Elrena Evans

Highest Calling

Raising children is the most important work we do for the Kingdom of God. Isn't it?

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Take, as an example, the first myth she tackles: "Having Children Makes You Happy and Fulfilled." This myth, she argues, is particularly pervasive among North American Christians. Women especially are taught to believe that motherhood will bring them fulfillment. "Early in my parenting," she writes, "I expected children to feel like a reward—like a hot fudge sundae after running a race, like a prize after finishing a difficult test. Instead, raising children feels much more like a marathon, like the difficult race itself!" Christian parents, Leyland Fields argues, tend to look to verses talking about children as a reward (Psalm 127:3-5) or a blessing (Psalm 113:9) and assume that the timbre of these verses is indicative of what the Scripture says about parenting as a whole. And that's not necessarily true. "As I have undertaken word searches and studies," Leyland Fields writes, "it now appears to me that little more in God's Word promises happiness along with children. The Bible does not exhort us toward children for the sake of our own fulfillment. In fact, we are given several stories of women whose hopes for happiness through their children led them astray."

She cites Sarah, mother of Isaac, who was not content to wait on God's timing for her promised child, so enraptured with the thought of a son that she ordered her servant Hagar to sleep with her husband Abraham. She cites Rachel, mother of Jacob and Benjamin, who was so desperate to be validated by bearing children that she called out to her husband Jacob, "Give me children, or I'll die!" (Genesis 30:1). And she devotes extensive space to the story of Manoah and his wife, Sampson's parents, who watched their promised child grow into a man who defied the Lord and ultimately died an early death. Through examination of stories like these, Leyland Fields comes to the conclusion that scripturally, the purpose of children is not to provide fulfillment for their parents. In fact, judging our "success" as parents based on our "wildly fluctuating" levels of fulfillment is wrong. Instead, we should be asking ourselves such question as "Am I parenting faithfully? Am I parenting consistently? Am I honoring God as I raise my children?"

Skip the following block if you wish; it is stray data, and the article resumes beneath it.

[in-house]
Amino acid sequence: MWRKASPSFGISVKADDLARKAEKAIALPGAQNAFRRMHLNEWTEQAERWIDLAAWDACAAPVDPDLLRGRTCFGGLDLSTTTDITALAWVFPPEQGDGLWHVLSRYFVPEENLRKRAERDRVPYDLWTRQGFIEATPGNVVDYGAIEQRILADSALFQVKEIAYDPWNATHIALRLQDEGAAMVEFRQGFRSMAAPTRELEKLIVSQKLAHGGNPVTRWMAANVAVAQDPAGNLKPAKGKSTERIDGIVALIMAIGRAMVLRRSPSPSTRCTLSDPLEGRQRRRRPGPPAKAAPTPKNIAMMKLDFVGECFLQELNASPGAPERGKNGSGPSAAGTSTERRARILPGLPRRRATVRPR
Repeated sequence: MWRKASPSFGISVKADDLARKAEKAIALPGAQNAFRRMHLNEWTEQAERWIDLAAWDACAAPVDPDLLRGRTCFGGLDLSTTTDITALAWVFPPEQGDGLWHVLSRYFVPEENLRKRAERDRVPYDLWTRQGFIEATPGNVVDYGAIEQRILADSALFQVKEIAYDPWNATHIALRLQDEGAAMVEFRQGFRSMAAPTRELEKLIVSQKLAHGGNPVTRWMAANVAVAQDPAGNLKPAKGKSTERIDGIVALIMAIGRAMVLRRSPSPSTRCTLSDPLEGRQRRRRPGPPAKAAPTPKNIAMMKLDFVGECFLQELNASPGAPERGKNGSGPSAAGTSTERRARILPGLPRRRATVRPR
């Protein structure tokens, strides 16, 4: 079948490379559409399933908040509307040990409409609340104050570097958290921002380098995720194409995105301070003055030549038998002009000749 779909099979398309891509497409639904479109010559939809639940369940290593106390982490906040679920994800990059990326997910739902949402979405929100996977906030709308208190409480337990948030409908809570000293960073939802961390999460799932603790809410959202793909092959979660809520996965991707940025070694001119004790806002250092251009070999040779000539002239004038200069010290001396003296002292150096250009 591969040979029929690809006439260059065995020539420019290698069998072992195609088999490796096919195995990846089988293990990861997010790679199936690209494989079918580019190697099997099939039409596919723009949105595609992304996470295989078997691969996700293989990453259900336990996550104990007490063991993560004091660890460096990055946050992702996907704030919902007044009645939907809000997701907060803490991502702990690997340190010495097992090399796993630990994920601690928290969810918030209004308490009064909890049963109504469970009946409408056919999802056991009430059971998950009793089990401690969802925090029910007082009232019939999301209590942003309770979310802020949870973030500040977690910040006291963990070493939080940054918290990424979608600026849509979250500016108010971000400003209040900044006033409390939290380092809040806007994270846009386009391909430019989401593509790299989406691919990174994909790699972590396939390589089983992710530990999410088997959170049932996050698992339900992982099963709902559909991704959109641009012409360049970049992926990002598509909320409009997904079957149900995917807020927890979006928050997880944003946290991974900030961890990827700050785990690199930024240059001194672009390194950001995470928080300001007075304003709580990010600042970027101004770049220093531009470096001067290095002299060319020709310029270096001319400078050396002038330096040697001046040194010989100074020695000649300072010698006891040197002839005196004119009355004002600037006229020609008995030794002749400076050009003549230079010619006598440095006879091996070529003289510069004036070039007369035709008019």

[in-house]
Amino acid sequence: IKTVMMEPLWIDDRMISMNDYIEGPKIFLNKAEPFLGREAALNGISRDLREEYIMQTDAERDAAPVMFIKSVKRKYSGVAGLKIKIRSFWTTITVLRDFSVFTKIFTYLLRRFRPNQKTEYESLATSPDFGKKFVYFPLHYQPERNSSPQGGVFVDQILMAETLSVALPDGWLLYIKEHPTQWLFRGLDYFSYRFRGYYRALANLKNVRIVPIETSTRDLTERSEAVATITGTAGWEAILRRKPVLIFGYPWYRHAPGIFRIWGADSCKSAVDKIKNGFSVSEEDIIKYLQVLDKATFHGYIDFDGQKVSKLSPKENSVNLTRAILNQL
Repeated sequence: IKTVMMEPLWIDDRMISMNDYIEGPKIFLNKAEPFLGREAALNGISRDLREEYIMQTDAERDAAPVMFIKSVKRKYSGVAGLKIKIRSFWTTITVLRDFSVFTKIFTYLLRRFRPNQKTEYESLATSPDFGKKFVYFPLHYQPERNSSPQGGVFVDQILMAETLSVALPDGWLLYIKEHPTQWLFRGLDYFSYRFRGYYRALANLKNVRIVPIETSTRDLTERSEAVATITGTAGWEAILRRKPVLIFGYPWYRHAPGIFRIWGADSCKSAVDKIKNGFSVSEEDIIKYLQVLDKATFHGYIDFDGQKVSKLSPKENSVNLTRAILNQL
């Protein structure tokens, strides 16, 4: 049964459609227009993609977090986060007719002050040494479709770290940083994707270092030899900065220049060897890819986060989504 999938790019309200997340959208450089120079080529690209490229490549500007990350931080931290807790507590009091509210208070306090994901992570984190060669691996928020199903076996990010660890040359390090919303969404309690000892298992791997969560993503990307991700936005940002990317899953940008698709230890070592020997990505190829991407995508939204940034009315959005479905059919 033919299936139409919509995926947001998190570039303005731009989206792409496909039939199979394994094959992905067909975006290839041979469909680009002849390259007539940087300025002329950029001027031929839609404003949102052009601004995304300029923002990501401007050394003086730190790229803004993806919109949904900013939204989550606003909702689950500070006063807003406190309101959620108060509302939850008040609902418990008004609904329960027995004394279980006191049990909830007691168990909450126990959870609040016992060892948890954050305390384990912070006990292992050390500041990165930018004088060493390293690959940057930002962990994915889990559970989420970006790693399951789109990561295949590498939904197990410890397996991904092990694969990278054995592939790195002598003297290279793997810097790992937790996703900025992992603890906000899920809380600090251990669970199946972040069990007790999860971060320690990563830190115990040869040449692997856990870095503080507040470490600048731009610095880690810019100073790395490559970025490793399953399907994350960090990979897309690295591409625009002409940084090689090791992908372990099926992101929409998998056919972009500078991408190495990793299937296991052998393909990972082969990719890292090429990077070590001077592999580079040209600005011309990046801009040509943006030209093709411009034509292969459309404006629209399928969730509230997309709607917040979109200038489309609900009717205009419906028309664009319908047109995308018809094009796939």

Leyland Fields applies a similar test to the other myths she tackles in her book, finally crafting an ethos that is much less parent- and feeling-centered but more deeply rooted in the Scriptures, in the nature of God himself. The book is structured with Scripture readings at the end of each chapter, followed by a series of questions for reflection and discussion.

When asked what she hopes readers will take away from her book, Leyland Fields says, "I hope they first thing readers say is—what an awesome God we serve! Because that's really what this is about—seeing deeper into the heart of God and what he intends for us through parenting. There's an incredible sense of release and freedom … . [W]e can never achieve all that we want for our children, we can never fulfill all our children's needs, and the truth is, we were never meant to."

"In a culture than increasingly devalues children," Leyland Fields writes, "Christians fight to preserve biblical values of devotion to God and family … [but] ironically, pretending that parenting is easy diminishes the value of family. As truth seekers and truth speakers, we need to be honest about the cost of parenting." Honest about the costs, and honest about the calling itself—in Parenting Is Your Highest Calling, Leyland Fields is honest about both.

Elrena Evans is co-editor of Mama, PhD: Women Write about Motherhood and Academic Life, published earlier this year by Rutgers University Press.

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